photos below are what we saw.
took us south through Afton, WY again. We were surprised
to find a large street fair in progress. Turns out that we
stumbled upon a "Pioneer Day" celebration which is a
Mormon-inspired holiday that celebrates the migration to the
west by the Mormons. Above, some kind of contest was being
street in Afton was blocked off and there were antique cars
displayed. Note the antler arch at the top left of the
south to Logan, UT and briefly met with our friends Jud and
Sadie. Sadie had just gotten back from 10 days in Africa
on a mission, so our meeting was brief. We continued south
but due to Pioneer Day, we were unable to find a campsite
anywhere or an open space at an RV park, so we settled for a
truck stop parking lot and holed up for the night. The
next day, we continued south along the Wasatch Range.
Above is a photo of the large copper mine near Sandy, UT.
south near Cedar City, we came upon the source of the bad air
quality: a substantial fire. A BLM fire rig passed us and
is in the center of the photo above.
was generating huge quantities of smoke, but was not blocking
our progress south.
guessing that every do-gooder passing south was calling 911 so
they put up this message to prevent more calls.
reached our closest point to the fire, the smoke could be seen
roiling above the hills.
the night in a low-budget RV park near Kanarraville, UT.
Due to Pioneer Day weekend, we got the last site available and
were happy for it. Next morning, we rolled past St. George
and then into the Virgin River Canyon. The highway goes
through the canyon because it is the only reasonable path
through the Beaver Dam Mountains.
small Virgin river has carved a huge canyon through the
the heat and the scant rainfall, I was surprised that there was
any water in the river at all.
to consider that just a small creek could carve these huge
grade on the road was steep coming down from the St. George
plateau to Mesquite, NV. Note the tilted strata resulting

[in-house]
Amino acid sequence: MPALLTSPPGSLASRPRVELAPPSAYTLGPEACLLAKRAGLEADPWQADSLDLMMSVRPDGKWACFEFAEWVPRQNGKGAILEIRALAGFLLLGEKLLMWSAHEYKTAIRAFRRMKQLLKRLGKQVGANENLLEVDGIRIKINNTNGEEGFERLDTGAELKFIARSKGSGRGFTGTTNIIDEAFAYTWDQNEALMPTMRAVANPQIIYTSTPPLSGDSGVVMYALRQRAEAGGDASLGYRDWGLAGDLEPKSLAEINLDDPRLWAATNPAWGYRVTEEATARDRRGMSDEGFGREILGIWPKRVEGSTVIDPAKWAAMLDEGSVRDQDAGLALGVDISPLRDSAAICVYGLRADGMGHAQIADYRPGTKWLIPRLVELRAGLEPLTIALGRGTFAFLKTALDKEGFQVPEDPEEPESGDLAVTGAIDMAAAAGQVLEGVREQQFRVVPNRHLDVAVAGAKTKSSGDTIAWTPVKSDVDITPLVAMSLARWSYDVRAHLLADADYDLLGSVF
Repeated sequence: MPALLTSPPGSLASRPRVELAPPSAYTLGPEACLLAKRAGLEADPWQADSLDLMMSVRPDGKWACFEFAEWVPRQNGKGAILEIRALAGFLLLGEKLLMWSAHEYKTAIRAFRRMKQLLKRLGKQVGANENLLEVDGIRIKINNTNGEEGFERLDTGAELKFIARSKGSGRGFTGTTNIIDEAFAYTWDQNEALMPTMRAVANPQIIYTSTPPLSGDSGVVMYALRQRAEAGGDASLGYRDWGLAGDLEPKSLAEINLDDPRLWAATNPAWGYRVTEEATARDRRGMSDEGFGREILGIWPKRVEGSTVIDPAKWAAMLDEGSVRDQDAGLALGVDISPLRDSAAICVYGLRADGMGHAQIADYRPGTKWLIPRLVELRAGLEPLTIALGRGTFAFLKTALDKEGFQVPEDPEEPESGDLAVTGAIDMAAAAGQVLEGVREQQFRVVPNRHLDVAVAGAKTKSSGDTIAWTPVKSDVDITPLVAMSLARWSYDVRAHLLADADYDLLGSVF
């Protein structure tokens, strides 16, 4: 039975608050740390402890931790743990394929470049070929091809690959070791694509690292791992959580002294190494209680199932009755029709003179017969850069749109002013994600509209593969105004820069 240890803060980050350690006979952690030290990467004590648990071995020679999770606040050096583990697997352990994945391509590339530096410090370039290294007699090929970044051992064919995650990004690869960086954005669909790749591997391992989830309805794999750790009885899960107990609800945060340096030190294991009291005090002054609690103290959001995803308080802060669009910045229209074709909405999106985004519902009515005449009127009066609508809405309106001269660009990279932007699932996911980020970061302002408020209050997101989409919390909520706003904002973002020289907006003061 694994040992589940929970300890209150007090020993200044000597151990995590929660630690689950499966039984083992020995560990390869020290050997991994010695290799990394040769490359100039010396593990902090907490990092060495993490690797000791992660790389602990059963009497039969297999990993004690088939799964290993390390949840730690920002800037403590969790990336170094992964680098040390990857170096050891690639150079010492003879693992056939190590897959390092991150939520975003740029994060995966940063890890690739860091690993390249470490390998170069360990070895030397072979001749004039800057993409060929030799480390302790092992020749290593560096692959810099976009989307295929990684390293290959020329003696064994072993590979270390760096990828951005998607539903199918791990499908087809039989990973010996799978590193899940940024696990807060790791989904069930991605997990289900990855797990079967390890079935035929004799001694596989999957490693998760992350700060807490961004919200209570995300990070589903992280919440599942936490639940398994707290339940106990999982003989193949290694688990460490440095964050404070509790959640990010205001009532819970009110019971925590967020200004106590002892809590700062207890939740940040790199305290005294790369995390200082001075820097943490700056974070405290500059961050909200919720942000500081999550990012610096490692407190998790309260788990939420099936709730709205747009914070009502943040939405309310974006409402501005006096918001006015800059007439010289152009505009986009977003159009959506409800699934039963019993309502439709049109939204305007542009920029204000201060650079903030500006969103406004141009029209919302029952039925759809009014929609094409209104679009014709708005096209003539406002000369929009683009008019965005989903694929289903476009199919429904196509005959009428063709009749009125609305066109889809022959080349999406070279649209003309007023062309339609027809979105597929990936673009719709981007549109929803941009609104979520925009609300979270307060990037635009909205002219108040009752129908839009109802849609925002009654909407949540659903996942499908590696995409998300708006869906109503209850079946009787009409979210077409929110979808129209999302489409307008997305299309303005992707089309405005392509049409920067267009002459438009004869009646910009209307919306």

from the tectonic uplifting.
was hot. It was over 115 degrees when we stopped for a
soda and fuel. As we left Stateline, NV, we got a view of
something even hotter: the Ivanpah Solar Plant. This plant
uses huge expanses of tracking mirrors to reflect sunlight onto
the collector tower. There are 3 towers, this one was
there towers were in operation. The smoke from the (many)
fires allowed the solar beams to become visible.
plane cost us an hour of our ever-shortening lives in the 120
degree heat. The thermometer in Baker showed 115 degrees,
but when we were stopped in the 15 mile traffic jam caused by
the rubber-neckers looking at the plane, the inside temperature
in the truck was 120 in the shade, 125 degrees on my pants and
140 degrees on the asphalt road surface. This fellow was
following the highway and must have had some kind of mechanical
issue, but landed safely. Not clear if the plane was
damaged or the pilot hurt, but CHP did send a car to watch the
plane and prevent vandalism.
the night in Barstow as we had reached our heat-immersion limit
for the day. Next morning, we continued south. Above
is a photo of the landfill near Victorville. This
mini-mountain is a monument to the volume of waste generated by
motel room in Barstow was next to the BNSF line. They move
an incredible amount of freight on those tracks and the
Victorville yard was one of the staging areas for this movement.
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Photos and Text Copyright Bill Caid 2016, all rights
For your enjoyment only, not for commercial use.